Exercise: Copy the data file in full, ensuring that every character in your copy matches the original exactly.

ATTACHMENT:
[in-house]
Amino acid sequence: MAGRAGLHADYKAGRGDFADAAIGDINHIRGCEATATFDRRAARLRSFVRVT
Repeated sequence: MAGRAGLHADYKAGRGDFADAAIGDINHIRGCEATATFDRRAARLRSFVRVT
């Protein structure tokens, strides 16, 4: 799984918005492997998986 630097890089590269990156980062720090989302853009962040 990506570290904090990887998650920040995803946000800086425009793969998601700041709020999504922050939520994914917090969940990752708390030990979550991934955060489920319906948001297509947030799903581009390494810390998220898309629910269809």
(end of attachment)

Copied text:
[in-house]
Amino acid sequence: MAGRAGLHADYKAGRGDFADAAIGDINHIRGCEATATFDRRAARLRSFVRVT
Repeated sequence: MAGRAGLHADYKAGRGDFADAAIGDINHIRGCEATATFDRRAARLRSFVRVT
């Protein structure tokens, strides 16, 4: 799984918005492997998986 630097890089590269990156980062720090989302853009962040 990506570290904090990887998650920040995803946000800086425009793969998601700041709020999504922050939520994914917090969940990752708390030990979550991934955060489920319906948001297509947030799903581009390494810390998220898309629910269809």